India could have dominated the play in its early years after independence if it was not for mismanagement of its foreign policy and mismanaged goals. Jawaharlal Nehru, co-founder of the Non Aligned Movement, made it a point to protect India from not aligning to either of superpowers for socialist growth. This protectionism from world affairs left a resource strained country of 330 million struggling on her weak establishments. India had needed heavy support from developed nations for improving the much needed military and social infrastructure. The economies of Japan, South Korea and Singapore are examples of how foreign aid and alignment helped countries come out of poverty to a sphere of growth and productivity. In fact, the US was ready to offer immense amounts of aid in the Asia for balancing the democracy-communism scale. India could have very easily managed to receive generous amounts to boost its military capabilities which it needed during the upcoming war years against Pakistan and China.

The second most important policy failure was India turning a blind eye towards the immense amount of the aid Pakistan received from the US after its block from India. During the first phase of the Cold War (from the 1950s to the mid-1970s), Pakistan was able to acquire American military equipment. The Soviet occupation of Afghanistan in late 1979, was followed by even more military aid as a frontline state. The American position on Kashmir was also more sympathetic to Pakistan’s claims through majority of the Cold War period.India lost on the opportunity to block the nuclear development program Pakistan extensively pursued during the 1980s. This loss of opportunity haunts India to negotiation tables even today.

In 1948 India appealed to the Security Council, invoking its rights under Article 35 of the Charter. The outcome of India bringing the issue before the Security Council was that India and Pakistan agreed to “share” the Kashmir region between them by dividing it along a “ceasefire line”. The LOC was Pakistan’s first diplomatic victory. It established Pakistan’s belief that it can win the diplomatic war for Kashmir for it had major support in the UN. In 1949 the two states signed the so-called Karachi agreement defining the ceasefire line. Section B of the same resolution of 1948 had proposed a plebiscite in Kashmir. However, the creation of LOC ensured that the conditions for a plebiscite never be met. The proposal for a plebiscite was ultimately dropped.

After repeated appeals and ceasefire violations he UN formed the United Nations India-Pakistan Observation Mission (UNIPOM)in September 1965 to supervise the ceasefire and withdrawal of all armed personnel along the India–Pakistan border other than in Jammu and Kashmir. However, this was only a supervisory committee with limited access to resources. A resolution adopted by the UN in 1949 and later affirmed by the Simla Agreement of 1971 stated that both states have agreed to solve the issue bilaterally.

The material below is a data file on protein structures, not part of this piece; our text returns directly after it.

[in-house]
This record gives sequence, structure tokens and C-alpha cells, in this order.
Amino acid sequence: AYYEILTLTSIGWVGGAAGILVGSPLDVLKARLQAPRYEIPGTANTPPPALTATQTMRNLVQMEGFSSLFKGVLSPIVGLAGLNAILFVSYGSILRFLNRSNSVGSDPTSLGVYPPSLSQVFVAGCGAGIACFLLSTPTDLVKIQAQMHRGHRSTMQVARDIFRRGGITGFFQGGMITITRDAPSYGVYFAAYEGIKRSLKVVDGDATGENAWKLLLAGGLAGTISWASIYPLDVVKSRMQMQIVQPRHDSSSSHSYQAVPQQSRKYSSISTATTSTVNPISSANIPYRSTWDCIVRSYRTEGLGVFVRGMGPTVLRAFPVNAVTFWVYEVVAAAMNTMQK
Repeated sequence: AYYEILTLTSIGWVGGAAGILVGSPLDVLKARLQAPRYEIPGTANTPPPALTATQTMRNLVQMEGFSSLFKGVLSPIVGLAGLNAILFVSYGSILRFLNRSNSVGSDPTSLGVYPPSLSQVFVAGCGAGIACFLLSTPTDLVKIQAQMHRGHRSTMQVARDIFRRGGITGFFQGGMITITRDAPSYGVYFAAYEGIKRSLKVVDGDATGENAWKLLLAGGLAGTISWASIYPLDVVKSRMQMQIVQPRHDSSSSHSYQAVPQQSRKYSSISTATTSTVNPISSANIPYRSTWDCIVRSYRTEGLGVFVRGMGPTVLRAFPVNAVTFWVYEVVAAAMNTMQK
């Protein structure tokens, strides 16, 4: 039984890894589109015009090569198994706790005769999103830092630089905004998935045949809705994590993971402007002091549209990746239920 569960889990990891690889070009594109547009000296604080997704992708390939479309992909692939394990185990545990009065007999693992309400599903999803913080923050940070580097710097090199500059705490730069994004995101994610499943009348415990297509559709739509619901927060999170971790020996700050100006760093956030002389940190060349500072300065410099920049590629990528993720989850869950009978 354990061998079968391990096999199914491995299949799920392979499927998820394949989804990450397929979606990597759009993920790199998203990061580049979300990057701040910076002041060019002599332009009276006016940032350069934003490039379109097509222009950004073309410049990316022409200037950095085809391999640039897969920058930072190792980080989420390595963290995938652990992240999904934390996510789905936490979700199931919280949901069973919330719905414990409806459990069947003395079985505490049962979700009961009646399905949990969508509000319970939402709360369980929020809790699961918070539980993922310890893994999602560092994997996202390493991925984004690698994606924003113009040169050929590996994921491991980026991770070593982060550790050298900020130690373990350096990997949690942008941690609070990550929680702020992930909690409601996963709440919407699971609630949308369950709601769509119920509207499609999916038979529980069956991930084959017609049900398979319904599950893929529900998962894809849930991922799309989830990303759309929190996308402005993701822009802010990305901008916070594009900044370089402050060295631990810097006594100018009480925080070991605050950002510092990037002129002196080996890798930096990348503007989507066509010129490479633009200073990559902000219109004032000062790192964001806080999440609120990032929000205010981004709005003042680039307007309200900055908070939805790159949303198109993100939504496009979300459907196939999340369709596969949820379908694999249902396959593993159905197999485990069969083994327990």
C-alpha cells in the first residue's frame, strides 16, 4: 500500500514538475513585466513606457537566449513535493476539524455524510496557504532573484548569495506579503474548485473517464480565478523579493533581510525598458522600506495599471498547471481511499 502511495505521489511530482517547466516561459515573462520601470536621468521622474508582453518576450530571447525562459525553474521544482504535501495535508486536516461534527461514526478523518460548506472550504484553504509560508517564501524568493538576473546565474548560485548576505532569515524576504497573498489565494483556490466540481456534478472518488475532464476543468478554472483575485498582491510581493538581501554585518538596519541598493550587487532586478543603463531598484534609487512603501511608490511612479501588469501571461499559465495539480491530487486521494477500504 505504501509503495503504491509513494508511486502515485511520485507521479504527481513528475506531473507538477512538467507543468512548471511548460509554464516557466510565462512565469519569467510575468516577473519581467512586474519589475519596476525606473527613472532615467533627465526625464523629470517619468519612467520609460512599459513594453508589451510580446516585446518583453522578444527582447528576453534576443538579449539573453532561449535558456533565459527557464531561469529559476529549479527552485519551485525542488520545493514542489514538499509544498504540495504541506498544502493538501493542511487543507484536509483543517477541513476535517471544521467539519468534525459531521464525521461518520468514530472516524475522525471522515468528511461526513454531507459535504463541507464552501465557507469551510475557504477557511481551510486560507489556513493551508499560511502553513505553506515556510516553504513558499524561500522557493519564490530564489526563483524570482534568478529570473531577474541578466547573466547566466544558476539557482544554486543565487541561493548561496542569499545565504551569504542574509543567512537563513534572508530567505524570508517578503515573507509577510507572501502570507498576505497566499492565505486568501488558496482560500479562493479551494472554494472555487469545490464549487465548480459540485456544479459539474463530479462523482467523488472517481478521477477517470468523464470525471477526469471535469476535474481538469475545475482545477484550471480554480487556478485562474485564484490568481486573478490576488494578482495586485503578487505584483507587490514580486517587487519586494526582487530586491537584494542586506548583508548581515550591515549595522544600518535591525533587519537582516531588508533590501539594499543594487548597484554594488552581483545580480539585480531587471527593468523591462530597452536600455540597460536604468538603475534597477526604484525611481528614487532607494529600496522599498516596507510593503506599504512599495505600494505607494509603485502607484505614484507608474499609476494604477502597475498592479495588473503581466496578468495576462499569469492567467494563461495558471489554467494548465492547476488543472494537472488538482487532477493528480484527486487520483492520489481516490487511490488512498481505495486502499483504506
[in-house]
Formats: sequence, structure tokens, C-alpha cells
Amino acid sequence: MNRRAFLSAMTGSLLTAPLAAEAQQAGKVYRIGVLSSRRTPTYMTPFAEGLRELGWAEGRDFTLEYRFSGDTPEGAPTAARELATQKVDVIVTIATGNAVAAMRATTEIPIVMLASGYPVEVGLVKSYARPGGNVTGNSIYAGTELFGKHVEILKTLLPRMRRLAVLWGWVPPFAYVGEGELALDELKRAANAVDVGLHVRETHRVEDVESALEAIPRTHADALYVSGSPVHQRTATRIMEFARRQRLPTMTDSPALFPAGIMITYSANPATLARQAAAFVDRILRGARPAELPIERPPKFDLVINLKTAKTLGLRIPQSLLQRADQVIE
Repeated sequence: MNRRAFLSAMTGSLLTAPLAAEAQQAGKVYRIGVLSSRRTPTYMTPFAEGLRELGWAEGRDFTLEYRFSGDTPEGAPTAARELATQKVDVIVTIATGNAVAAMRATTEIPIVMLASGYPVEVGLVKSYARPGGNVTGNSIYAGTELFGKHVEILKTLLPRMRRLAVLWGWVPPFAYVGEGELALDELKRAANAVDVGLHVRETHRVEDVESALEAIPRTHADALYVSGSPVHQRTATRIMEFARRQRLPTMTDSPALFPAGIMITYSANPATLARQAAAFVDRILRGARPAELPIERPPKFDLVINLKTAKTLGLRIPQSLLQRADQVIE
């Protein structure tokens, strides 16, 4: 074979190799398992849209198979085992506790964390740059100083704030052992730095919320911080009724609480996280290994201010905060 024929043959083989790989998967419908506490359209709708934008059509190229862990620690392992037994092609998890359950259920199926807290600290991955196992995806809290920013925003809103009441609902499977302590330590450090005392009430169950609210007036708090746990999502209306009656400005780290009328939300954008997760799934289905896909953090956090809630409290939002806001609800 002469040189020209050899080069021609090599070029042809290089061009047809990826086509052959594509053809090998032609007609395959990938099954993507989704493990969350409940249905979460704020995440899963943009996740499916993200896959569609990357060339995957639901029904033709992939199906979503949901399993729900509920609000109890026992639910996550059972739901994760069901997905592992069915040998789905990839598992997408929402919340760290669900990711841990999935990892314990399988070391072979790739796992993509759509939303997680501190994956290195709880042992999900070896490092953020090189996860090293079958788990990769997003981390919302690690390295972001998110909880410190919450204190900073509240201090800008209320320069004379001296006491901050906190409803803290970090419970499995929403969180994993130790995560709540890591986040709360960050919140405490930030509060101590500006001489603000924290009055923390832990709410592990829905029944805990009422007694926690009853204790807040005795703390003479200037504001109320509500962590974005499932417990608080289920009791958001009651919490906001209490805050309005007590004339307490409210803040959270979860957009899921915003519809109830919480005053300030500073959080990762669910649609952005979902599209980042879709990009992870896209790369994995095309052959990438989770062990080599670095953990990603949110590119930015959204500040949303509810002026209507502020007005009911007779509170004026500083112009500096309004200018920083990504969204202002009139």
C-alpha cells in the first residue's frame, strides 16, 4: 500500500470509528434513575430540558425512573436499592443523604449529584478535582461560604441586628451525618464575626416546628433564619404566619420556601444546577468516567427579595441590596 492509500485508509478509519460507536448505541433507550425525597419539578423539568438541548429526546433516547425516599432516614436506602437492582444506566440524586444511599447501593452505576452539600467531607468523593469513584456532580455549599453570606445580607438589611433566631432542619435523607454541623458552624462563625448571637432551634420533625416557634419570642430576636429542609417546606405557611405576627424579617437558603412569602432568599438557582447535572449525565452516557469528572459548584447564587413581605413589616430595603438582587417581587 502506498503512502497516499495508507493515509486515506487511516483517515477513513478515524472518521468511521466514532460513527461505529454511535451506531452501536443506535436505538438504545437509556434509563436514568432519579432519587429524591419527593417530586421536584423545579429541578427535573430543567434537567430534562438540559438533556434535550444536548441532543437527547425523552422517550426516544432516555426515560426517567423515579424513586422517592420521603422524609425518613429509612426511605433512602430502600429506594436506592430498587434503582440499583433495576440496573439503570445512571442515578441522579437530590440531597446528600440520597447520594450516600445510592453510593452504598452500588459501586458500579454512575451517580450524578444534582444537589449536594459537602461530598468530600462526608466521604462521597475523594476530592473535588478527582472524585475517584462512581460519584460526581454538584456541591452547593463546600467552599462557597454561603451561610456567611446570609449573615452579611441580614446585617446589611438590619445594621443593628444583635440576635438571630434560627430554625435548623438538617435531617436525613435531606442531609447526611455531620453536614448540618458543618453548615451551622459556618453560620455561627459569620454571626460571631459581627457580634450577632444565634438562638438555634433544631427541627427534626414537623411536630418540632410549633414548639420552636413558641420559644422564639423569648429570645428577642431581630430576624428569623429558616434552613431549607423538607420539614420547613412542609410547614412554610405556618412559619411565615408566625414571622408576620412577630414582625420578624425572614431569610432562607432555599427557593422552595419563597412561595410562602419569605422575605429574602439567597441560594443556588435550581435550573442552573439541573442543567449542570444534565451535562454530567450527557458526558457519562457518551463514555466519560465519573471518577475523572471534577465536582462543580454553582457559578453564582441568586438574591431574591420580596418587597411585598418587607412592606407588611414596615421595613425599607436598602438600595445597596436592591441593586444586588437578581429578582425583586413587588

The Simla Agreement, reiterated in the Lahore Declaration has come to be one of the most important documents in the functioning of any possible negotiations.

Conclusion

A big change in policy has taken place since 1991 when India faced a balance of payment crisis and opened up to the world economy. Policymakers since have had to take more diplomatic and sustainable stands towards Kashmir for political instability hampers investment and growth in the country.

Alfredo G. A. Valladão argues that actually, Brazil, India, and China (or ‘BICs’) are the most serious candidates: they are ‘monster countries’ with enormous territorial, natural, and human resources, they are already exerting a fair degree of influence outside their own regions, and they have been showing a strong will to make use of this new-found influence. Kashmir over the years has evolved into a topic that requires excessive diplomacy and negotiations with more international involvement indirectly. With the latest political tension between India and Pakistan, one can expect a slight but not major shift in the policies either country due to their nuclear capabilities. The conflict costs exorbitant amounts of resources for it is representative of the decade old faction between the two nations and their ethos, ideals and vision.

References and Citations

  • Fuller, G. E. 2003. The Youth Factor: The New Demographics of the Middle East and the Implications for US Policy. Analysis Paper 3 of the Brookings Project on US Policy Towards the Islamic World. Washington, D.C.: The Brookings Institution.
  • Radha Kumar. “Demography and Warfar.” Oxford Handbooks Online. N.p., n.d. Web. 08 Oct. 2016.
  • Rajesh Basrur. “India’s Policy Toward Pakistan.” Oxford Handbooks Online. N.p., n.d. Web. 08 Oct. 2016.
  • P.K. Singh. “United Nations India-Pakistan Observation Mission (UNIPOM).” Oxford Handbooks Online. N.p., n.d. Web. 08 Oct. 2016.
  • Christy Shucksmith, and Nigel D. White. “United Nations Military Observer Group in India and Pakistan (UNMOGIP).” Oxford Handbooks Online. N.p., n.d. Web. 08 Oct. 2016. The Oxford Handbook of United Nations Peacekeeping Operations
  • Alfredo G. A. Valladão. “Brazil, India, and China: Emerging Powers and Warfare.” Oxford Handbooks Online. N.p., n.d. Web. 08 Oct. 2016. The Oxford Handbook of War
    Christian Wagner. “India’s Gradual Rise.” Wiley Online Library. N.p., n.d. Web. 08 Oct. 2016.